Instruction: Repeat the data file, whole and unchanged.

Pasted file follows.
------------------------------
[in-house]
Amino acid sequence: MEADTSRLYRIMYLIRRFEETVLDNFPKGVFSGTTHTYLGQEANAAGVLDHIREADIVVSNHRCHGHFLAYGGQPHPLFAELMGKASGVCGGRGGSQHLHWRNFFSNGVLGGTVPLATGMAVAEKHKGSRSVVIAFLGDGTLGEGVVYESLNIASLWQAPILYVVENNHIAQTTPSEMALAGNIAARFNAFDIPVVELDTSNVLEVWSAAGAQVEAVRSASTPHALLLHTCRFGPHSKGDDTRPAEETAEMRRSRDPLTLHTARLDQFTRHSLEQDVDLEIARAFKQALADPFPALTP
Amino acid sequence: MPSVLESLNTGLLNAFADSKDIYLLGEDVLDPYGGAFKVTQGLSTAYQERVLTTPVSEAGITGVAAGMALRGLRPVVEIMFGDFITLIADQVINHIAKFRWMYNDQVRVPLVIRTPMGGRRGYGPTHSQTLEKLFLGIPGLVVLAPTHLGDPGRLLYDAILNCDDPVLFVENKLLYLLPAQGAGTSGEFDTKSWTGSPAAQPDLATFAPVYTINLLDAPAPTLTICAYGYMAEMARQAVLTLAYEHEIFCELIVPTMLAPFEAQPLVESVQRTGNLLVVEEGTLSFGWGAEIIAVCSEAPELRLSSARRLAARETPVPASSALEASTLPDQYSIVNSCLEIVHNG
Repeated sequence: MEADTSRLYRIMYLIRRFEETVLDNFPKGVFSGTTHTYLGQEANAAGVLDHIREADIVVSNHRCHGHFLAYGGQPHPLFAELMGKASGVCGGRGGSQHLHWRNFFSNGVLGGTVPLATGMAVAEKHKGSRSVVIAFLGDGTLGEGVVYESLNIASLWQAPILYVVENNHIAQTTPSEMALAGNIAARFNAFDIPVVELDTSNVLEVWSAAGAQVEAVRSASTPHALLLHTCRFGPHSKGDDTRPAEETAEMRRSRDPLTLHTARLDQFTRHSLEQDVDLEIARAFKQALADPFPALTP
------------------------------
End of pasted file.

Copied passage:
[in-house]
Amino acid sequence: MEADTSRLYRIMYLIRRFEETVLDNFPKGVFSGTTHTYLGQEANAAGVLDHIREADIVVSNHRCHGHFLAYGGQPHPLFAELMGKASGVCGGRGGSQHLHWRNFFSNGVLGGTVPLATGMAVAEKHKGSRSVVIAFLGDGTLGEGVVYESLNIASLWQAPILYVVENNHIAQTTPSEMALAGNIAARFNAFDIPVVELDTSNVLEVWSAAGAQVEAVRSASTPHALLLHTCRFGPHSKGDDTRPAEETAEMRRSRDPLTLHTARLDQFTRHSLEQDVDLEIARAFKQALADPFPALTP
Amino acid sequence: MPSVLESLNTGLLNAFADSKDIYLLGEDVLDPYGGAFKVTQGLSTAYQERVLTTPVSEAGITGVAAGMALRGLRPVVEIMFGDFITLIADQVINHIAKFRWMYNDQVRVPLVIRTPMGGRRGYGPTHSQTLEKLFLGIPGLVVLAPTHLGDPGRLLYDAILNCDDPVLFVENKLLYLLPAQGAGTSGEFDTKSWTGSPAAQPDLATFAPVYTINLLDAPAPTLTICAYGYMAEMARQAVLTLAYEHEIFCELIVPTMLAPFEAQPLVESVQRTGNLLVVEEGTLSFGWGAEIIAVCSEAPELRLSSARRLAARETPVPASSALEASTLPDQYSIVNSCLEIVHNG
Repeated sequence: MEADTSRLYRIMYLIRRFEETVLDNFPKGVFSGTTHTYLGQEANAAGVLDHIREADIVVSNHRCHGHFLAYGGQPHPLFAELMGKASGVCGGRGGSQHLHWRNFFSNGVLGGTVPLATGMAVAEKHKGSRSVVIAFLGDGTLGEGVVYESLNIASLWQAPILYVVENNHIAQTTPSEMALAGNIAARFNAFDIPVVELDTSNVLEVWSAAGAQVEAVRSASTPHALLLHTCRFGPHSKGDDTRPAEETAEMRRSRDPLTLHTARLDQFTRHSLEQDVDLEIARAFKQALADPFPALTP